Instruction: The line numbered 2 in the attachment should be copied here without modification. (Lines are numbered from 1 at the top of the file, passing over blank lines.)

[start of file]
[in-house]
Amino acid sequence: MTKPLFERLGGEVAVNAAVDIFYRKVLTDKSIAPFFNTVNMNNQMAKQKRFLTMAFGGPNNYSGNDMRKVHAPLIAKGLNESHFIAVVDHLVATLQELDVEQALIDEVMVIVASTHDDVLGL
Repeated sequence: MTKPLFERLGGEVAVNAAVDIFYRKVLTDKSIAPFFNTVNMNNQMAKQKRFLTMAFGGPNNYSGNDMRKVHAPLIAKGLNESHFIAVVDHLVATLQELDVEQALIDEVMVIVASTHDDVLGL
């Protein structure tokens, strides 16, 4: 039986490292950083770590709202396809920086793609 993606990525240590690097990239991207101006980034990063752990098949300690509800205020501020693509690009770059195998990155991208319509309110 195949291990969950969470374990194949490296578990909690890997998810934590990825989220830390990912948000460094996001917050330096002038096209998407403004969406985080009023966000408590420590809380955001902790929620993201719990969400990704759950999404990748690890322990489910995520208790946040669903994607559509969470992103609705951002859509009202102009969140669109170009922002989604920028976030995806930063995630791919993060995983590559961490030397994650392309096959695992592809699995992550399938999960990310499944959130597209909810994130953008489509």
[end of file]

Amino acid sequence: MTKPLFERLGGEVAVNAAVDIFYRKVLTDKSIAPFFNTVNMNNQMAKQKRFLTMAFGGPNNYSGNDMRKVHAPLIAKGLNESHFIAVVDHLVATLQELDVEQALIDEVMVIVASTHDDVLGL